The Cincinnati Enquirer is reporting that the city of Cincinnati has agreed to settle a public records lawsuit arising out of a text chain. The text chain is among five Cincinnati City Council members where the public officials discussed public business. It is well-settled law that discussions by a majority of the members of a public body, which take place in emails, texts or tweets, constitute a public meeting [White v. King, 147 Ohio St.3d 74, 2016-Ohio-2770 (2016)]. Therefore, the council members’ text chain violated Ohio’s Open Meetings Act. Further complicating the matter, one council member deleted his texts from his phone, thereby creating a separate violation of Ohio’s Public Records Act.
The settlement calls for the city to pay $1,000 as a statutory penalty for the public meetings violation, $10,000 for the deleted text messages and (remarkably) $90,0000 in attorney fees related to the lawsuit.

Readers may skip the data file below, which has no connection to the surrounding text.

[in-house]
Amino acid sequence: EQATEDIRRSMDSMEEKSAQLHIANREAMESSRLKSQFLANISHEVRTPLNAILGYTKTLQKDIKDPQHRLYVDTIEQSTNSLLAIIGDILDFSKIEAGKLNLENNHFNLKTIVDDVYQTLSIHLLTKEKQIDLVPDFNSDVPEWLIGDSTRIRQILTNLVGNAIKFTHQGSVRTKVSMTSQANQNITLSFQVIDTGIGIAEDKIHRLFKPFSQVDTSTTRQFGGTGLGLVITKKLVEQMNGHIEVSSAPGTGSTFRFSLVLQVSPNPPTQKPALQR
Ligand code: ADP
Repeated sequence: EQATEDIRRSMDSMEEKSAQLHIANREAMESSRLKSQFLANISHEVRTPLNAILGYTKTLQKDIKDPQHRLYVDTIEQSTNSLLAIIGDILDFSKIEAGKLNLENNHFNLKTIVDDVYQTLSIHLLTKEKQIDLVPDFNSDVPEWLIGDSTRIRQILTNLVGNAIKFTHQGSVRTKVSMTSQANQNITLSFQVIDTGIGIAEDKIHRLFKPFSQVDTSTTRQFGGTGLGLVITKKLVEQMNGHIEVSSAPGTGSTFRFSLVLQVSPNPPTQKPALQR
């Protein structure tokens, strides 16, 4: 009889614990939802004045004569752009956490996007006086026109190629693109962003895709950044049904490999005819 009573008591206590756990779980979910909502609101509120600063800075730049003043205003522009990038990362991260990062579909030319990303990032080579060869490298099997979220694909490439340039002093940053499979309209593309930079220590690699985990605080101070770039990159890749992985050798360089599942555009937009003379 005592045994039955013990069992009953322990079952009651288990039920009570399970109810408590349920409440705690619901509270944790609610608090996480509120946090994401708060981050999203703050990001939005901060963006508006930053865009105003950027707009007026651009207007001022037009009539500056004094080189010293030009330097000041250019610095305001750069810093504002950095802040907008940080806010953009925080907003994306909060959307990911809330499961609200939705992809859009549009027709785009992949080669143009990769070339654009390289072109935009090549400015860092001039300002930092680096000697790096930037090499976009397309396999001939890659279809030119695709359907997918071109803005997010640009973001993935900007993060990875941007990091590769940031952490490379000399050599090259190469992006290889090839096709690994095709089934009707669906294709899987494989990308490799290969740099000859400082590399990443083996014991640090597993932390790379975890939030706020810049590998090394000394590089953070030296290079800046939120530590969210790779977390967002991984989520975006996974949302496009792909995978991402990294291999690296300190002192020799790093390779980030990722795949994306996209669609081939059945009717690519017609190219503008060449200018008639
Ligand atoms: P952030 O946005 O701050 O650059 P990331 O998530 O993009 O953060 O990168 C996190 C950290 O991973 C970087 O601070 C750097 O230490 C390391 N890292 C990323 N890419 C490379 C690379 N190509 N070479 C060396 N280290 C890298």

Cincinnati’s settlement of this case should serve as a reminder to public officials that texts, tweets or emails can be a public meeting, and they must conduct themselves accordingly. Furthermore, the case should serve as a reminder that when such violations occur, the public can be on the hook for a hefty legal bill.
Ben Chojnacki is an attorney with Walter | Haverfield’s public law group who counsels municipalities, public entities and private corporations on all aspects of public law. He can be reached at email@example.com or at 216-619-7850.